While there are a lot of cool obstacles that we went through, the overall race didn’t have a difficult vibe to it. If you enjoy testing yourself outdoors and aren’t looking to compete in these types of races and your shape is decent (you can run a few miles and have OK upper body strength) and under, this race may be a good test for you. If not, see these other higher tier mud runs.

I also want to say that I wrote this review of Mud Man X MANY years after I did the race, so I still have to find my finisher photos from it.

Last time I checked, the Mud Man X Facebook page is still active, but their site is not. But I’ll be talking about this event as though it’s still around (or could possibly return).

Here’s how Mud Man X will test you:

The race took place in the summer on a pretty hot day. I went with 2 other people and we were fortunate that most of the time we were going through it, it was raining very hard. This made the temperature outside much cooler. 

First we ran through a forest for about half a kilometer. Through that area, we had to walk through what smelled like manure but it was an obstacle where you climbed several hay bales and in between them was water. 

When we finished that part of the race, we ran for a little bit longer, then had to crawl through a muddy cave that had ice in it. The top of it was also covered by a hay bale making it dark.

Following that, we had to climb and maneuver through a few large shelters which were had us crawling through them, then climbing a ladder to reach the top of it, then scaling down.

We had to cross some areas where there was deep mud that went on for about 100 yards. I lost my sneaker in this area and had to dig it out because each time I stepped into the mud, my foot went in about 2 feet deep and the suction from trying to get my foot out caused me to lose the shoe. Also don’t try to go through this area quickly because it is very exhausting. If you do it slowly, you’ll save energy.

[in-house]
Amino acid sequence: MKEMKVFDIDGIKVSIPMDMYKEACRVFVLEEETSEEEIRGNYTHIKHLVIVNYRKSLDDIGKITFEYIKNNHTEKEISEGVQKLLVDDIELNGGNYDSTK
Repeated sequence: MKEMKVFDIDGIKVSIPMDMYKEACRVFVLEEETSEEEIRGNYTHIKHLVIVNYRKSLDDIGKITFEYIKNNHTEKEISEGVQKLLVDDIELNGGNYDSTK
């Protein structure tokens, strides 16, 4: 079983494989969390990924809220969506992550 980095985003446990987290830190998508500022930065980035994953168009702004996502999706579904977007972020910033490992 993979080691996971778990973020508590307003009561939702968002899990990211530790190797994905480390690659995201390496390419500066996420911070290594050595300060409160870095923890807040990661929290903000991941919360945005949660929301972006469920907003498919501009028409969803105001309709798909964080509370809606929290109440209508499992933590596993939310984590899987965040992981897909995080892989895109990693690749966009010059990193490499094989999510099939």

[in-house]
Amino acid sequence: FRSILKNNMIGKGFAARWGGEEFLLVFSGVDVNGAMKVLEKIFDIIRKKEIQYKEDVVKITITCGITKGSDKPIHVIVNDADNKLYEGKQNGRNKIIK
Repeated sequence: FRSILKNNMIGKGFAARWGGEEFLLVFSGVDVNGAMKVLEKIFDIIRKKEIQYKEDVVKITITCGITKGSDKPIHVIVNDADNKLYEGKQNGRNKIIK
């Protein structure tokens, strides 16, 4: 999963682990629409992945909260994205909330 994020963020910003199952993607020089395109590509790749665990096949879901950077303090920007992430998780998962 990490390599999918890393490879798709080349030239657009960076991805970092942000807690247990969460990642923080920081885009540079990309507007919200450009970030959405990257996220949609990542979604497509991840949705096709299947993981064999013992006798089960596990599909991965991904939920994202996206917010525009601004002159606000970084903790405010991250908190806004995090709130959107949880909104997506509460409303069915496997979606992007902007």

In MudManX there are areas where you have 8 foot walls you can try to climb over but if you aren’t able to, the rules aren’t strict on passing through every obstacle like they are if you do a really difficult mud run like the Spartan Race. I did scale a few of them though.

There’s very few areas where you have to run uphill in this race. Most of it is on flat lands where the most difficult thing you’ll have to do is run through some wet dirt. 

The hardest strength requirement you may have to do is the rope swing. You stand about 2-3 feet on a dirt mound hold a rope and have to try and swing across a muddy puddle to the other end. It’s about 10 feet and if you can’t hold, you just go into the dirty water. 

Another obstacle this race has is a mix of monkey bars and rings. You can either use the rings to get across or use the wooden parts of the obstacle to go around it. This turned out to be a very difficult obstacle because it was very slippery.

I fell twice trying it and my uncle who almost reached the end missed being able to touch the end of it with his foot, fell down and injured his knee. In that particular obstacle, that kind of fall can happen to many people.

The hardest part of the race is when you have to go through the electric wires. it is not physically difficult but the shock is what hurts very bad.

I got shocked 3 times. There were 3 “lanes” people could fit through and the middle one I was in happened to be one which had the least amount of wires handing low, but I didn’t see that when I was crawling so I tried to pass into the other lanes which made me get shocked more. The feeling of getting shocked when you’re wet is as though someone takes a giant bat and whacks you with it.

If you have to go through the wires, find one lane and go through it. Don’t change lanes because changing back means having to flip over on your side which makes you more likely to get shocked. 

One of the last areas before the finish was a wall which had a rope on it. You had to run up to the wall, get up as high as you can to reach the rope, then use it to pull yourself to the top of it. From there you had to slide into another muddy puddle before finally reaching the finish line.

MudManX. Is it going to be the most fun you’ve had or boring?

I wasn’t happy with this race because I though it was very easy. I felt like I could do a 10K version of it just as easily. The race is NOT boring. MudManX type races are in my opinion the easiest types of mud runs so if you’re a first timer, it’s a good one to start with.

You will have fun AT LEAST, but if you want to challenge yourself and have moments where you wonder if you’ll finish the race, this course won’t do it. You will need to have cardio resilience and some strength training to complete it.